Some say they are tools by which demons can influence us; others regard them as mechanisms for communicating with the deceased; still others dismiss them as toys that can be used to fool your friends. But however we regard them, Ouija boards have left an indelible mark on our culture. But of most interest is the question they raise: Can they indeed be used to reveal information unknown to any of the participants whose hands rest on the pointer? Today we’re going to find out what the science has revealed about Ouija boards.
Historically, these are called talking boards, and they’ve been around in spiritualism almost as long as spiritualists. They all involve a planchette, which is the pointer that seance participants all place their hands on, which then moves. How does it move? Well, that’s the fun if it’s a game, and it’s the spirit if it’s a seance. The planchette can either point to letters, numbers, or symbols written on the playing surface; or it can hold a writing implement that moves over paper to produce so-called spirit writing, or automatic writing.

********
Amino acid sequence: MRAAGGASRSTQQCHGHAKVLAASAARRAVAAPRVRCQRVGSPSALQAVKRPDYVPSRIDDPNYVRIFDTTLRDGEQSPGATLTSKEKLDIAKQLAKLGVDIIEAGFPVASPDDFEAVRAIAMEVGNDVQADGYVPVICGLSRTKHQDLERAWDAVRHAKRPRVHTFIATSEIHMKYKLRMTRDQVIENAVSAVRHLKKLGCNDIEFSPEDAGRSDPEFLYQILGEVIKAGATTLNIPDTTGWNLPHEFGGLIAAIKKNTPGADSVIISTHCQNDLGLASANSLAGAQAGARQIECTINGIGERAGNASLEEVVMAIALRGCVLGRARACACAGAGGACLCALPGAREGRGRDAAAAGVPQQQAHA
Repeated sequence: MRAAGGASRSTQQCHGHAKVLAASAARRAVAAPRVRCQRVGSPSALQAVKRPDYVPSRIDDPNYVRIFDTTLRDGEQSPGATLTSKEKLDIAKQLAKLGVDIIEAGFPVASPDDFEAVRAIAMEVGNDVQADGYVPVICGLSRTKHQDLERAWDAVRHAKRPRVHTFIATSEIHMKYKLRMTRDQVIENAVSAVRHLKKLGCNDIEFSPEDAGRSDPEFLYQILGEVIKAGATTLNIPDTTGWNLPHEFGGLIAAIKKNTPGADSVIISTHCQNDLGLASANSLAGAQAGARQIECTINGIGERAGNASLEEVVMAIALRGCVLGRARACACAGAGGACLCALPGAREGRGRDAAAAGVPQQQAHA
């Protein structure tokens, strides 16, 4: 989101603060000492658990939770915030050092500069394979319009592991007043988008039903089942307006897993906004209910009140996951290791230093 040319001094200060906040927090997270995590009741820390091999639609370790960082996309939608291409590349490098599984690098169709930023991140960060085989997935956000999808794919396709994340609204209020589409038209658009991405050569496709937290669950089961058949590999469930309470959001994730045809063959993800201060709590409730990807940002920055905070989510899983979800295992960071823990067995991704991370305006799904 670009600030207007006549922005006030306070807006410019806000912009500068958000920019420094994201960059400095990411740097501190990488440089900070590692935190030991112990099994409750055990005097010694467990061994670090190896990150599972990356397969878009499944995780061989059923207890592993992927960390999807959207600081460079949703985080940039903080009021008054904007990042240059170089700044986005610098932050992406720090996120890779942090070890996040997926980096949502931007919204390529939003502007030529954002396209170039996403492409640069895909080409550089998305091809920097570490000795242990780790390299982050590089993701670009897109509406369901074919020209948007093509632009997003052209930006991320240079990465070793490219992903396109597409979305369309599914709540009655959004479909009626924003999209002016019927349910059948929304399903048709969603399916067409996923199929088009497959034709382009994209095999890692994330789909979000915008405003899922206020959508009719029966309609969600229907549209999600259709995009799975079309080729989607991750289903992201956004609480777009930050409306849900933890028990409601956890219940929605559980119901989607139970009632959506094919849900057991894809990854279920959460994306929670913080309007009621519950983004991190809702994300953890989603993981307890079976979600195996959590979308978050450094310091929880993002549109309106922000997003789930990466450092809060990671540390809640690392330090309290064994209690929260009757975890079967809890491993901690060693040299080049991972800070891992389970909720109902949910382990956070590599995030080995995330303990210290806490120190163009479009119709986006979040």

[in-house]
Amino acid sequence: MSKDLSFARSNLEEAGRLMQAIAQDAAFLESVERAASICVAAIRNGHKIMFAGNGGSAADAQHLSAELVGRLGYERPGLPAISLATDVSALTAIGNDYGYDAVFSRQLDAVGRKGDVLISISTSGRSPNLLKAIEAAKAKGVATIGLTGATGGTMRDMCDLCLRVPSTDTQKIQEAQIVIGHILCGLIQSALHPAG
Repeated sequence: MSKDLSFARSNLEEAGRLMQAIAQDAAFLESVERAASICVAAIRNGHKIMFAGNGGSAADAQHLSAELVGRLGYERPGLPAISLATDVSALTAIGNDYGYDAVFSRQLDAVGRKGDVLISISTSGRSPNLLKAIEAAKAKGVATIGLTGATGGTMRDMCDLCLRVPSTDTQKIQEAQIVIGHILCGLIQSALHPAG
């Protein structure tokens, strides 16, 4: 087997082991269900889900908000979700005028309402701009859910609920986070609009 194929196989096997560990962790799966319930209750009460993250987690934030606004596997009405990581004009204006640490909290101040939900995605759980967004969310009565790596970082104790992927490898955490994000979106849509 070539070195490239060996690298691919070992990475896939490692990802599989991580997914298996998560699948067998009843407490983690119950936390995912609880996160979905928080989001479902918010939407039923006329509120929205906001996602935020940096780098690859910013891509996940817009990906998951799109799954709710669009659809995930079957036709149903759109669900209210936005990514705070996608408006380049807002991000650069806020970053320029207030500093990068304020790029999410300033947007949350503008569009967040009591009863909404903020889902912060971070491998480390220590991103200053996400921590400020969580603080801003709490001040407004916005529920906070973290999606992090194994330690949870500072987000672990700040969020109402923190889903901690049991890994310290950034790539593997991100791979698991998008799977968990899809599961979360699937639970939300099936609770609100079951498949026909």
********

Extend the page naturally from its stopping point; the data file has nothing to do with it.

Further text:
The Ouija board is the name of the most successful talking board that’s been manufactured commercially, first by the Charles Kennard Novelty Company in 1890, then by Parker Brothers since 1966, and by Hasbro since 1991.
It’s true that name Ouija is the French and German words for yes, oui and ja. That’s officially what the game’s publisher will tell you it means, and that comes all the way down from one of the original bosses of the company, William Fuld. But Fuld wasn’t the first, and before he came along, the founders had their own explanation for the name.
The story goes — and it is just a story, there’s really no record telling us how much truth there may or may not be to it — that two of the four founders, Charles Kennard and Elijah Bond, were hanging out at the boarding house where Bond’s sister-in-law lived, Helen Peters, and they were, of course, playing with their new invention.
By Clare Wilson via New Scientist
Beloved of spiritualists and bored teenagers on a dare, the Ouija board has long been a source of entertainment, mystery and sometimes downright spookiness. Now it could shine a light on the secrets of the unconscious mind.
The Ouija, also known as a talking board, is a wooden plaque marked with the words, “yes”, “no” and the letters of the alphabet. Typically a group of users place their hands on a movable pointer , or “planchette”, and ask questions out loud. Sometimes the planchette signals an answer, even when no one admits to moving it deliberately.
Believers think the answer comes through from the spirit world. In fact, all the evidence points to the real cause being the ideomotor effect, small muscle movements we generate unconsciously.